OPEC production was higher in June, led by Saudi Arabia, and touched a high for the year in July, according to Reuters survey released Monday. The survey also noted that declines from Iran, in the face of U.S. sanctions, and other producers put a ceiling on the supply increase.

In other commodities, gold prices were weaker as the U.S. dollar advanced ahead of the Fed statement. Spot gold was down about 0.2 per cent at last check at US$1,220.77 an ounce. Gold had been slightly higher Tuesday on a more muted greenback. Gold futures were also lower early Wednesday.

Silver and platinum prices were also down.

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Currencies and bonds

The Canadian dollar was slightly weaker against its U.S. counterpart as the greenback found its footing ahead of the afternoon Fed rate decision. The loonie has been moving in a narrow range for the day so far of 76.73 US cents to 76.89 US cents. Trade issues are also weighing on currency markets with the Chinese yuan falling on reports that the U.S. could increase import tariffs to 25 per cent on US$200-billion in Chinese goods. Working in the loonies favour were reports that Mexico’s incoming president remains optimistic about the possibility of a NAFTA deal in the near future.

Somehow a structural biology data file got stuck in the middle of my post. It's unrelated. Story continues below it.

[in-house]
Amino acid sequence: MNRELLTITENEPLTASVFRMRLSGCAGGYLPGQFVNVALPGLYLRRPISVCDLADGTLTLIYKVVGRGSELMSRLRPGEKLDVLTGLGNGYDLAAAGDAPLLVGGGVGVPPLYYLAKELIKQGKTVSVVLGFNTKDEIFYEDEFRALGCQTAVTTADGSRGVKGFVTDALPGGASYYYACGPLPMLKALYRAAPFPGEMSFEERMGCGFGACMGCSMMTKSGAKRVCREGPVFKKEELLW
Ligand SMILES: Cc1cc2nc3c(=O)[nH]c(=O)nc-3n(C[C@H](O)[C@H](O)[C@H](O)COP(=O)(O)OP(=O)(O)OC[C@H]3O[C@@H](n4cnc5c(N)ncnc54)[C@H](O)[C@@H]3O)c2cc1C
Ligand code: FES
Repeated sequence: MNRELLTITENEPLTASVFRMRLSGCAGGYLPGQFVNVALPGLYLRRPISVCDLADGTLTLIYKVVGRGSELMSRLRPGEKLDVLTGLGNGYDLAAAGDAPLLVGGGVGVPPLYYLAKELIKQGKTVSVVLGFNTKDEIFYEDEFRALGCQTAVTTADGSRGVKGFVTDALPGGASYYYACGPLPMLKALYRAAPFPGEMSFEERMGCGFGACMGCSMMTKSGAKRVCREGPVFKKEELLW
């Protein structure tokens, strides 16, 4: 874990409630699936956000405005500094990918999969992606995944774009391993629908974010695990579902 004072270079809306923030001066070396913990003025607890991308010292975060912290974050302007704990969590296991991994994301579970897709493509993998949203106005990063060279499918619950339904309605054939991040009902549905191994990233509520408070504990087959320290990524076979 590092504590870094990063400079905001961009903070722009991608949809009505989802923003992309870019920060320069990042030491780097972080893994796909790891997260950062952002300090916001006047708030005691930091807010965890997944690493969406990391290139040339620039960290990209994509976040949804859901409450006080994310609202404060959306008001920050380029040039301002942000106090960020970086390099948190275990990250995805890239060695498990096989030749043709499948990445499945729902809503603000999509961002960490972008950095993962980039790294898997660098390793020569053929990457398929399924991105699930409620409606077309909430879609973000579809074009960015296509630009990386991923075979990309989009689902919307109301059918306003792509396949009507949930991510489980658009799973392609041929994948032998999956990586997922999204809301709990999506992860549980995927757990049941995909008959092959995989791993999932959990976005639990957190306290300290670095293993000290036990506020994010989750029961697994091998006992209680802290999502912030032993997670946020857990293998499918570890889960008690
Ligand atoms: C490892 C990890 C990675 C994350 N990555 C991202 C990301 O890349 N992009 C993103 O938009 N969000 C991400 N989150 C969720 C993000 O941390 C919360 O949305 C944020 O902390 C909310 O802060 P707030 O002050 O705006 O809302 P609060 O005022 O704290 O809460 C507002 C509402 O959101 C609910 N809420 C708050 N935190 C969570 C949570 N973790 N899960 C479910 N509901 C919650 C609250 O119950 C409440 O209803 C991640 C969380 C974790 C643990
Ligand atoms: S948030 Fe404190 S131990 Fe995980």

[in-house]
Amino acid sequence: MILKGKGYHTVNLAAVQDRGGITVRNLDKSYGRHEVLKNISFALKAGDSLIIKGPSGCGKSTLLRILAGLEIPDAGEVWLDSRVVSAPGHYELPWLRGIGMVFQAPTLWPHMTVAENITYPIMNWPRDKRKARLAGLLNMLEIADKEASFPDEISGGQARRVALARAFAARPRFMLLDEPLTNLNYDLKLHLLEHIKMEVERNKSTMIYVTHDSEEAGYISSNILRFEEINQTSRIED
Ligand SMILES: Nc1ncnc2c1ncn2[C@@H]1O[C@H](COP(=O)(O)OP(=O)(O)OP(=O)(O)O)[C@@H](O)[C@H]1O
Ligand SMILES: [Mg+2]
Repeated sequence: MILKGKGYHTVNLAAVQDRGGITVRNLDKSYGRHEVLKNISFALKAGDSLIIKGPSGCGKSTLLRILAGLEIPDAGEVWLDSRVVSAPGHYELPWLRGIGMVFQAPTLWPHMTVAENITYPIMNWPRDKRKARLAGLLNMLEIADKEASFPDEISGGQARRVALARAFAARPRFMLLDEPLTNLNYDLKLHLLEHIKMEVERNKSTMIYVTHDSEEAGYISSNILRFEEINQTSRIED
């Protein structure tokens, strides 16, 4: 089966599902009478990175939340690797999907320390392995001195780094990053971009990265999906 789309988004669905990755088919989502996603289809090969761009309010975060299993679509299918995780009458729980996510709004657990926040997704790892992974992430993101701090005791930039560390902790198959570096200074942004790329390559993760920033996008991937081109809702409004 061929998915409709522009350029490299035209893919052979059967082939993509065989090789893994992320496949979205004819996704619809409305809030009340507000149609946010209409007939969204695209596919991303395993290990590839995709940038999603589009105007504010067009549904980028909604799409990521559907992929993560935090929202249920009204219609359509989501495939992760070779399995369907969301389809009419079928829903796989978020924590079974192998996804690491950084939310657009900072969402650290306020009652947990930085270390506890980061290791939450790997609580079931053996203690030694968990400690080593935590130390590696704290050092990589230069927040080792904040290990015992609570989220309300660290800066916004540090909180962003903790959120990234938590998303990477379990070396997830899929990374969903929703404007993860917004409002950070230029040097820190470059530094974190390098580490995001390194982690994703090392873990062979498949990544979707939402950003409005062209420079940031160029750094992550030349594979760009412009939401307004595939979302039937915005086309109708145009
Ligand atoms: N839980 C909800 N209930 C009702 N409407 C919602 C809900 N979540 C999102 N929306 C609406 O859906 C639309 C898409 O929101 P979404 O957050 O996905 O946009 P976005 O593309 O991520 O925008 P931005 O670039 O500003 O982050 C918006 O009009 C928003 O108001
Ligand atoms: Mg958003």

On Tuesday, the loonie rose to a seven-week high on news that the Canadian economy had outperformed in May, growing by 0.5 per cent for the month.

On broader currency markets, the U.S. dollar was higher against a group of world counterparts, edging up to 94.5900. On the day’s trade news, the U.S. dollar gained more than half a percentage point against China’s yuan to as high as 6.8458 yuan. Reuters notes that that is close to its recent peak of 6.8562. The news agency also noted that that the Australian dollar, seen as a proxy for Chinese growth because of Australia’s big export sectors, fell 0.3 per cent. The euro was also slightly weaker against the U.S. dollar.